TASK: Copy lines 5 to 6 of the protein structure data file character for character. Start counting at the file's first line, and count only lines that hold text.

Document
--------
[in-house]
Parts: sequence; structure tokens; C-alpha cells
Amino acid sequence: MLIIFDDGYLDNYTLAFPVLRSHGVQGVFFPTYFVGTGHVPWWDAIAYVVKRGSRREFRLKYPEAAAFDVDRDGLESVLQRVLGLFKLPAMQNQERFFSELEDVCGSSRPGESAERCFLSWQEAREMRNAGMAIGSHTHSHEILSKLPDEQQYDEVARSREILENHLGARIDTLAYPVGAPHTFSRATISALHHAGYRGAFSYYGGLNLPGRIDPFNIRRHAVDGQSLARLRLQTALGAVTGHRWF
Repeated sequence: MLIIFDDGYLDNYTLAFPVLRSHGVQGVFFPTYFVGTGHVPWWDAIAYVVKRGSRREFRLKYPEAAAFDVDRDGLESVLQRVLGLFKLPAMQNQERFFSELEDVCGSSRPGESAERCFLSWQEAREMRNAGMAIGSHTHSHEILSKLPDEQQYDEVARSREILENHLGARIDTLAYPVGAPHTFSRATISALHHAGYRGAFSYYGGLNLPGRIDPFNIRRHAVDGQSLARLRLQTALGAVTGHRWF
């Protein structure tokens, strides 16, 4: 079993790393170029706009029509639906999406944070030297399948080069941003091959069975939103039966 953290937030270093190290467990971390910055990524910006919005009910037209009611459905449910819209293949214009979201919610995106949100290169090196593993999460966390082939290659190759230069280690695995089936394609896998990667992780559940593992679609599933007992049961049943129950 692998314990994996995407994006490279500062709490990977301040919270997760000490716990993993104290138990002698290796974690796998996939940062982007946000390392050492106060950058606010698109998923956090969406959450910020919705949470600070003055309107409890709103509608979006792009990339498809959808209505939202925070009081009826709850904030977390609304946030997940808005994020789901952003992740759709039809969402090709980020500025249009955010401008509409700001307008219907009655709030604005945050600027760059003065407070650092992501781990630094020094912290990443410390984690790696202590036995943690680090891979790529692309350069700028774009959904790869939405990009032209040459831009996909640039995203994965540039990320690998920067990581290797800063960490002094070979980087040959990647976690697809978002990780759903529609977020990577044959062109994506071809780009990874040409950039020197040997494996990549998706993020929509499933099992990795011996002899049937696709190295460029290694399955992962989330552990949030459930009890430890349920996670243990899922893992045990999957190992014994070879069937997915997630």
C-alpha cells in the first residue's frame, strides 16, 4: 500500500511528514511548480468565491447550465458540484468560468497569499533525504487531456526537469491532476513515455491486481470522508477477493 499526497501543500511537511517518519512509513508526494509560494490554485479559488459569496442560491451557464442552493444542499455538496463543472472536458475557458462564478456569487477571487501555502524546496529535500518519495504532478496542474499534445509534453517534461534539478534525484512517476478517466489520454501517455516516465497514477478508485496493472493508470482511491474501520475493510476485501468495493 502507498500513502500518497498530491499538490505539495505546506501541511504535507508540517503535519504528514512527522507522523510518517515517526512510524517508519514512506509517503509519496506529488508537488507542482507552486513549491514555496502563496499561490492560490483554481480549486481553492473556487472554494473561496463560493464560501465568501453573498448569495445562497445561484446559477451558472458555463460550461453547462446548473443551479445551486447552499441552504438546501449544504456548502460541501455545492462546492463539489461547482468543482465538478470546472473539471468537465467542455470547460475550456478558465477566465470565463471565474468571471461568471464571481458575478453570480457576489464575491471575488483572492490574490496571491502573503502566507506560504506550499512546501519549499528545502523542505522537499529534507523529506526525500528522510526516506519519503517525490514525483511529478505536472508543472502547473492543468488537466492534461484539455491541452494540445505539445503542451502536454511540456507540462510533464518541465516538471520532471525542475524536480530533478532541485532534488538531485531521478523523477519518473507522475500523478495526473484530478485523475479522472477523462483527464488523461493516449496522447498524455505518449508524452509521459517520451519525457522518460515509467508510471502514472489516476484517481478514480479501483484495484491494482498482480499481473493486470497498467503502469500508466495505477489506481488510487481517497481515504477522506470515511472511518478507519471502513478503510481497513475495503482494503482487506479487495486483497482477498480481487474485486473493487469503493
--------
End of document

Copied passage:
């Protein structure tokens, strides 16, 4: 079993790393170029706009029509639906999406944070030297399948080069941003091959069975939103039966 953290937030270093190290467990971390910055990524910006919005009910037209009611459905449910819209293949214009979201919610995106949100290169090196593993999460966390082939290659190759230069280690695995089936394609896998990667992780559940593992679609599933007992049961049943129950 692998314990994996995407994006490279500062709490990977301040919270997760000490716990993993104290138990002698290796974690796998996939940062982007946000390392050492106060950058606010698109998923956090969406959450910020919705949470600070003055309107409890709103509608979006792009990339498809959808209505939202925070009081009826709850904030977390609304946030997940808005994020789901952003992740759709039809969402090709980020500025249009955010401008509409700001307008219907009655709030604005945050600027760059003065407070650092992501781990630094020094912290990443410390984690790696202590036995943690680090891979790529692309350069700028774009959904790869939405990009032209040459831009996909640039995203994965540039990320690998920067990581290797800063960490002094070979980087040959990647976690697809978002990780759903529609977020990577044959062109994506071809780009990874040409950039020197040997494996990549998706993020929509499933099992990795011996002899049937696709190295460029290694399955992962989330552990949030459930009890430890349920996670243990899922893992045990999957190992014994070879069937997915997630």
C-alpha cells in the first residue's frame, strides 16, 4: 500500500511528514511548480468565491447550465458540484468560468497569499533525504487531456526537469491532476513515455491486481470522508477477493 499526497501543500511537511517518519512509513508526494509560494490554485479559488459569496442560491451557464442552493444542499455538496463543472472536458475557458462564478456569487477571487501555502524546496529535500518519495504532478496542474499534445509534453517534461534539478534525484512517476478517466489520454501517455516516465497514477478508485496493472493508470482511491474501520475493510476485501468495493 502507498500513502500518497498530491499538490505539495505546506501541511504535507508540517503535519504528514512527522507522523510518517515517526512510524517508519514512506509517503509519496506529488508537488507542482507552486513549491514555496502563496499561490492560490483554481480549486481553492473556487472554494473561496463560493464560501465568501453573498448569495445562497445561484446559477451558472458555463460550461453547462446548473443551479445551486447552499441552504438546501449544504456548502460541501455545492462546492463539489461547482468543482465538478470546472473539471468537465467542455470547460475550456478558465477566465470565463471565474468571471461568471464571481458575478453570480457576489464575491471575488483572492490574490496571491502573503502566507506560504506550499512546501519549499528545502523542505522537499529534507523529506526525500528522510526516506519519503517525490514525483511529478505536472508543472502547473492543468488537466492534461484539455491541452494540445505539445503542451502536454511540456507540462510533464518541465516538471520532471525542475524536480530533478532541485532534488538531485531521478523523477519518473507522475500523478495526473484530478485523475479522472477523462483527464488523461493516449496522447498524455505518449508524452509521459517520451519525457522518460515509467508510471502514472489516476484517481478514480479501483484495484491494482498482480499481473493486470497498467503502469500508466495505477489506481488510487481517497481515504477522506470515511472511518478507519471502513478503510481497513475495503482494503482487506479487495486483497482477498480481487474485486473493487469503493